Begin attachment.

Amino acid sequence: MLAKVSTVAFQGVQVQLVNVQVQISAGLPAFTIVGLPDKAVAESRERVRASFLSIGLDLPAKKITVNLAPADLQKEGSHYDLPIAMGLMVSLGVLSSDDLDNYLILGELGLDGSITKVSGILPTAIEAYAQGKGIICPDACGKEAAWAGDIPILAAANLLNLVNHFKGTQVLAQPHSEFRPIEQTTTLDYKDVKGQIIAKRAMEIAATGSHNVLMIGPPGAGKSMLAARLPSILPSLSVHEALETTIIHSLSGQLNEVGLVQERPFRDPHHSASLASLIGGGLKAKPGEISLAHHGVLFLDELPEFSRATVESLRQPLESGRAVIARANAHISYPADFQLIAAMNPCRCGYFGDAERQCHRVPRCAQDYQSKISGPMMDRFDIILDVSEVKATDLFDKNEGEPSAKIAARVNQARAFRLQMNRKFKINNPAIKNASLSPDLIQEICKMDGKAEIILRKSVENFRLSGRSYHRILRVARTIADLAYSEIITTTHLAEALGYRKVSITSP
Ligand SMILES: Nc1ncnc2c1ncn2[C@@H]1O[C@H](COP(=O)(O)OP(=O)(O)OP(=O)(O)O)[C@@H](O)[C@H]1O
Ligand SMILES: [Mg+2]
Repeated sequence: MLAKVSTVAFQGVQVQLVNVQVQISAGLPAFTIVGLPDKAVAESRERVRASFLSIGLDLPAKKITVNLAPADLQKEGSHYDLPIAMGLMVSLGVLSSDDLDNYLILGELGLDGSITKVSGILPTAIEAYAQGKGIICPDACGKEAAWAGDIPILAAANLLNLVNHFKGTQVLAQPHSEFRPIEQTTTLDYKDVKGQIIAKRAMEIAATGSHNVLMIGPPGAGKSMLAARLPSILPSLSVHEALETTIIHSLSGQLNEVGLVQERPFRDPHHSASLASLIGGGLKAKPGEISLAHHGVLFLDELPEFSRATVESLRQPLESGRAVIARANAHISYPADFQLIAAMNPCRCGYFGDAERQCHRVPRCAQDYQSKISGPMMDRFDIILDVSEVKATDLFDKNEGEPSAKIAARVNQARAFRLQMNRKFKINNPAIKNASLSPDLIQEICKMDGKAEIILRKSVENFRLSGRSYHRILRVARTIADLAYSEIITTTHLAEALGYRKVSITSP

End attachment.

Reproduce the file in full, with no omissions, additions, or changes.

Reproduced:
Amino acid sequence: MLAKVSTVAFQGVQVQLVNVQVQISAGLPAFTIVGLPDKAVAESRERVRASFLSIGLDLPAKKITVNLAPADLQKEGSHYDLPIAMGLMVSLGVLSSDDLDNYLILGELGLDGSITKVSGILPTAIEAYAQGKGIICPDACGKEAAWAGDIPILAAANLLNLVNHFKGTQVLAQPHSEFRPIEQTTTLDYKDVKGQIIAKRAMEIAATGSHNVLMIGPPGAGKSMLAARLPSILPSLSVHEALETTIIHSLSGQLNEVGLVQERPFRDPHHSASLASLIGGGLKAKPGEISLAHHGVLFLDELPEFSRATVESLRQPLESGRAVIARANAHISYPADFQLIAAMNPCRCGYFGDAERQCHRVPRCAQDYQSKISGPMMDRFDIILDVSEVKATDLFDKNEGEPSAKIAARVNQARAFRLQMNRKFKINNPAIKNASLSPDLIQEICKMDGKAEIILRKSVENFRLSGRSYHRILRVARTIADLAYSEIITTTHLAEALGYRKVSITSP
Ligand SMILES: Nc1ncnc2c1ncn2[C@@H]1O[C@H](COP(=O)(O)OP(=O)(O)OP(=O)(O)O)[C@@H](O)[C@H]1O
Ligand SMILES: [Mg+2]
Repeated sequence: MLAKVSTVAFQGVQVQLVNVQVQISAGLPAFTIVGLPDKAVAESRERVRASFLSIGLDLPAKKITVNLAPADLQKEGSHYDLPIAMGLMVSLGVLSSDDLDNYLILGELGLDGSITKVSGILPTAIEAYAQGKGIICPDACGKEAAWAGDIPILAAANLLNLVNHFKGTQVLAQPHSEFRPIEQTTTLDYKDVKGQIIAKRAMEIAATGSHNVLMIGPPGAGKSMLAARLPSILPSLSVHEALETTIIHSLSGQLNEVGLVQERPFRDPHHSASLASLIGGGLKAKPGEISLAHHGVLFLDELPEFSRATVESLRQPLESGRAVIARANAHISYPADFQLIAAMNPCRCGYFGDAERQCHRVPRCAQDYQSKISGPMMDRFDIILDVSEVKATDLFDKNEGEPSAKIAARVNQARAFRLQMNRKFKINNPAIKNASLSPDLIQEICKMDGKAEIILRKSVENFRLSGRSYHRILRVARTIADLAYSEIITTTHLAEALGYRKVSITSP